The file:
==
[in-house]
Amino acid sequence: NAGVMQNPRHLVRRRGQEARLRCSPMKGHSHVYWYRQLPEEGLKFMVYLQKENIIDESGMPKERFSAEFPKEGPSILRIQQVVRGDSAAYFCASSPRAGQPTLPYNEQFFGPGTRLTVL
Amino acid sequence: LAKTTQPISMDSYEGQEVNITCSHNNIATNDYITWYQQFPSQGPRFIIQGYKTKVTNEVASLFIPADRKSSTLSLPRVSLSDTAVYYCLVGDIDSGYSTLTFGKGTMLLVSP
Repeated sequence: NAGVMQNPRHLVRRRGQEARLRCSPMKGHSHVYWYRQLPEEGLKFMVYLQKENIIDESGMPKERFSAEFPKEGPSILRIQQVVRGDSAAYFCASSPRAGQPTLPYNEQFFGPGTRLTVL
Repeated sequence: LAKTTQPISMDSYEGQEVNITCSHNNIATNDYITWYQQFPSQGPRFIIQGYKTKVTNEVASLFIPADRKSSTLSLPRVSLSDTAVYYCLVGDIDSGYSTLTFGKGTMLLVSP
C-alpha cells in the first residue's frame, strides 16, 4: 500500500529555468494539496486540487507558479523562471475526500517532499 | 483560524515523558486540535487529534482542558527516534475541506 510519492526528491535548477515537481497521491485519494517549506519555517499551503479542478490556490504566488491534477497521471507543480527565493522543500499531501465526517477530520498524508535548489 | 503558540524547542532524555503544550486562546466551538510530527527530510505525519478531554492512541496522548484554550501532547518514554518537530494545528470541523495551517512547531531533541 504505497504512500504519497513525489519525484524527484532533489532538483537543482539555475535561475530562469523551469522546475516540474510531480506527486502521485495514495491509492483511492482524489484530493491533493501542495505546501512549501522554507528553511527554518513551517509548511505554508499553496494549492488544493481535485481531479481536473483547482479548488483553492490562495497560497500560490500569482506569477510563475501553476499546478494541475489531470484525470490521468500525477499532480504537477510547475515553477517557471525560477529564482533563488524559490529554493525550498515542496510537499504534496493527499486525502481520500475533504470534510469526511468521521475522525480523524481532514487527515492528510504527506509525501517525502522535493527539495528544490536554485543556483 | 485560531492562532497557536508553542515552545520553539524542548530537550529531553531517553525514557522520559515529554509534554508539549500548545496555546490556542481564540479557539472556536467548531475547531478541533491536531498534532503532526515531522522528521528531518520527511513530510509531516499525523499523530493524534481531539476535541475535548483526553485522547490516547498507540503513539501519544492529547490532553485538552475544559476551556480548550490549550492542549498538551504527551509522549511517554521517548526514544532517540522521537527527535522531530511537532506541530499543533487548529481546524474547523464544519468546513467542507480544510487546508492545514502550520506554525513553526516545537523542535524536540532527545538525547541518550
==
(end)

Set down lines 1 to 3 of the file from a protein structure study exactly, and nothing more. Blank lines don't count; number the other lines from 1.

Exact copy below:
[in-house]
Amino acid sequence: NAGVMQNPRHLVRRRGQEARLRCSPMKGHSHVYWYRQLPEEGLKFMVYLQKENIIDESGMPKERFSAEFPKEGPSILRIQQVVRGDSAAYFCASSPRAGQPTLPYNEQFFGPGTRLTVL
Amino acid sequence: LAKTTQPISMDSYEGQEVNITCSHNNIATNDYITWYQQFPSQGPRFIIQGYKTKVTNEVASLFIPADRKSSTLSLPRVSLSDTAVYYCLVGDIDSGYSTLTFGKGTMLLVSP